Whilst wearing Louboutin shoes and eating Cadbury chocolate would probably represent a pretty good night out for lots of women around the world, they are two very different products.
Louboutin shoes are top of the range designer ladies shoes that can cost well in excess of £1,000. They are worn by
female auditors undertaking inventory counts in dusty warehouses some of the most famous (and wealthiest) women in the world.
Cadbury on the other hand are a UK company that has been producing chocolate bars since 1824.
So, what have they got in common?
The answer is colour and both companies have managed to get a trademark for the distinctive colour that is used in their products.
Most major companies will have trademarks on their name or logo but having a trademark on a colour is pretty unusual.
Louboutin shoes have a distinctive red sole and a couple of years ago they were successful in trade marking these red soles.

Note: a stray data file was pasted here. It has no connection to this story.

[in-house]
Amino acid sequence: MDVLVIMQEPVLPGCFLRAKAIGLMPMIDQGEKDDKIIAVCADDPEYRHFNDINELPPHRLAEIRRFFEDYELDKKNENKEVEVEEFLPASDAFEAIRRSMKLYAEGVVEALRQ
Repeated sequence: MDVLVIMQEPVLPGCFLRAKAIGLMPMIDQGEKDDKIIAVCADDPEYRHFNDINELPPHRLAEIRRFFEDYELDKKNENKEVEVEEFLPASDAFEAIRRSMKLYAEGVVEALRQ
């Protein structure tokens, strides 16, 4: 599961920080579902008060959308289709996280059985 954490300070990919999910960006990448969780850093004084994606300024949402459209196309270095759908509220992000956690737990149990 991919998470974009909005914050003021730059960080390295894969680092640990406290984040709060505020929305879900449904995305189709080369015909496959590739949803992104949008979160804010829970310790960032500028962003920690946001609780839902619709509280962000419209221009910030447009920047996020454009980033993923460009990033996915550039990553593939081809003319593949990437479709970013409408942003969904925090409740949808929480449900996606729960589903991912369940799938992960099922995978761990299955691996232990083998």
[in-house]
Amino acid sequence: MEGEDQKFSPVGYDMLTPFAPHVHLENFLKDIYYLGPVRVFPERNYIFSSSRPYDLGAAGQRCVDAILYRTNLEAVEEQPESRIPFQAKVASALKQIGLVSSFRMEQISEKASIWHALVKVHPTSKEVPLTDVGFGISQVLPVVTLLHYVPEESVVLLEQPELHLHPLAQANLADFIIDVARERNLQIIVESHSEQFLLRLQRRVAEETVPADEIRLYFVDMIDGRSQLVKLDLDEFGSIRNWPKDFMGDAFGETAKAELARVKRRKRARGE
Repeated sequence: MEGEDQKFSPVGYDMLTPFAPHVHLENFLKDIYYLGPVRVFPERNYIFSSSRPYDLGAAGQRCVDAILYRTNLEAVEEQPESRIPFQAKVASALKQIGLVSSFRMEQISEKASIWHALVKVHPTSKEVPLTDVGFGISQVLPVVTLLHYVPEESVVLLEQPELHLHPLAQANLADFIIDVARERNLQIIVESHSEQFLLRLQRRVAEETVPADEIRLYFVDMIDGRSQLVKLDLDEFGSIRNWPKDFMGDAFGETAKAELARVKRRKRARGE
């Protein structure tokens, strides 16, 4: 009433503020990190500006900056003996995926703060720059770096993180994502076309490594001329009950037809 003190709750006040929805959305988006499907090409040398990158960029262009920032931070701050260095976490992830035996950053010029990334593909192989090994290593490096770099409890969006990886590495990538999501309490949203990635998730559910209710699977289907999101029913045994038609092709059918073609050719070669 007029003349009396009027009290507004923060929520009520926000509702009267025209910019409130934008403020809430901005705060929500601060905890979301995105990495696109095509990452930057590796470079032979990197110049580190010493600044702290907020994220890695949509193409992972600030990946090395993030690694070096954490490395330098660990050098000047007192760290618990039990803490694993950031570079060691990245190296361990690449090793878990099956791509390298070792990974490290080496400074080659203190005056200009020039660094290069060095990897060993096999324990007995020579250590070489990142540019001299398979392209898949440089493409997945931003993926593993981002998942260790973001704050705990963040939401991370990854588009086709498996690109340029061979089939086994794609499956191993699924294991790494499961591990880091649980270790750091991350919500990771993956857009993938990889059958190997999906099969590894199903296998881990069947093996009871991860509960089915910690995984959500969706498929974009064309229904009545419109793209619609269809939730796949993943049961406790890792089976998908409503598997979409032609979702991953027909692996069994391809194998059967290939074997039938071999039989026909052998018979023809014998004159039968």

Cadbury has just been successful in registering its right to use their distinctive colour purple on their chocolate packaging. It wasn’t an easy process though as they first registered their right to use the colour purple back in 2004.
After they applied for the trademark 8 years ago, Nestle, a major competitor to Cadbury argued against the registration by Cadbury and the matter went to court.
The court case was finally settled this week with the judge deciding in favour of Cadbury.
This means that Cadbury are now the only company in the world that can have chocolate wrappers with the colour purple. Well, to be precise, they are the only company in the world that can have the Pantone 2685c purple colour on their chocolate wrappers.
Now, I’m an accountant and not an artist or designer but I do wonder just how different the Cadbury trademarked Pantone 2685c purple is from Pantone 2684, 2686, 2687…